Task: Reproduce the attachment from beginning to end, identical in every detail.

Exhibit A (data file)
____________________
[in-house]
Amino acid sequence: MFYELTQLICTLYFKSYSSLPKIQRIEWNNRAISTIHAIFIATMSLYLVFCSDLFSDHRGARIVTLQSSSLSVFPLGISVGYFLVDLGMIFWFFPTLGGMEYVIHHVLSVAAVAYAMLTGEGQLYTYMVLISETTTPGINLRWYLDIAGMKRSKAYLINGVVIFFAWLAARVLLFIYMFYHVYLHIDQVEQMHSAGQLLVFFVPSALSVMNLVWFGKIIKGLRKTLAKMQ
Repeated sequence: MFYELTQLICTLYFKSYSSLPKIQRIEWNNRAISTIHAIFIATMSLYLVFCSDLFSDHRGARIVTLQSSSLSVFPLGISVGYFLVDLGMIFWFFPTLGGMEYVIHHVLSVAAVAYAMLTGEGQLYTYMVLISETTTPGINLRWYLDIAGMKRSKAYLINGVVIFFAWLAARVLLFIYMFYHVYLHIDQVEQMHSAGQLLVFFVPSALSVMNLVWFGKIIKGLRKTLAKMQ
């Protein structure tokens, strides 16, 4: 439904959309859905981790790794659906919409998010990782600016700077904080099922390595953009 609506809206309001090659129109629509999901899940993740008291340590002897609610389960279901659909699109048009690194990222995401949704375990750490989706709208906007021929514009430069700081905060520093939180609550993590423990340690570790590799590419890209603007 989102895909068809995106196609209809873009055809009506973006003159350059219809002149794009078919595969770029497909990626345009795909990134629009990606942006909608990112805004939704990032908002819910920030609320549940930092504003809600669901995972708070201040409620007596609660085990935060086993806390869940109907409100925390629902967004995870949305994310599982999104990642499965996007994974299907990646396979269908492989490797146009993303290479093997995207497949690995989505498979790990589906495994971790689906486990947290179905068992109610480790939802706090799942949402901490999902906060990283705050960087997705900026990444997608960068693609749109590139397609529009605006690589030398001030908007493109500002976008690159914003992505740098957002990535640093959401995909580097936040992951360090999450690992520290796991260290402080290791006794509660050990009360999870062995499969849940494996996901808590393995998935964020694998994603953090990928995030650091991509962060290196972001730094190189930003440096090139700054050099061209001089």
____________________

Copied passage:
[in-house]
Amino acid sequence: MFYELTQLICTLYFKSYSSLPKIQRIEWNNRAISTIHAIFIATMSLYLVFCSDLFSDHRGARIVTLQSSSLSVFPLGISVGYFLVDLGMIFWFFPTLGGMEYVIHHVLSVAAVAYAMLTGEGQLYTYMVLISETTTPGINLRWYLDIAGMKRSKAYLINGVVIFFAWLAARVLLFIYMFYHVYLHIDQVEQMHSAGQLLVFFVPSALSVMNLVWFGKIIKGLRKTLAKMQ
Repeated sequence: MFYELTQLICTLYFKSYSSLPKIQRIEWNNRAISTIHAIFIATMSLYLVFCSDLFSDHRGARIVTLQSSSLSVFPLGISVGYFLVDLGMIFWFFPTLGGMEYVIHHVLSVAAVAYAMLTGEGQLYTYMVLISETTTPGINLRWYLDIAGMKRSKAYLINGVVIFFAWLAARVLLFIYMFYHVYLHIDQVEQMHSAGQLLVFFVPSALSVMNLVWFGKIIKGLRKTLAKMQ
């Protein structure tokens, strides 16, 4: 439904959309859905981790790794659906919409998010990782600016700077904080099922390595953009 609506809206309001090659129109629509999901899940993740008291340590002897609610389960279901659909699109048009690194990222995401949704375990750490989706709208906007021929514009430069700081905060520093939180609550993590423990340690570790590799590419890209603007 989102895909068809995106196609209809873009055809009506973006003159350059219809002149794009078919595969770029497909990626345009795909990134629009990606942006909608990112805004939704990032908002819910920030609320549940930092504003809600669901995972708070201040409620007596609660085990935060086993806390869940109907409100925390629902967004995870949305994310599982999104990642499965996007994974299907990646396979269908492989490797146009993303290479093997995207497949690995989505498979790990589906495994971790689906486990947290179905068992109610480790939802706090799942949402901490999902906060990283705050960087997705900026990444997608960068693609749109590139397609529009605006690589030398001030908007493109500002976008690159914003992505740098957002990535640093959401995909580097936040992951360090999450690992520290796991260290402080290791006794509660050990009360999870062995499969849940494996996901808590393995998935964020694998994603953090990928995030650091991509962060290196972001730094190189930003440096090139700054050099061209001089």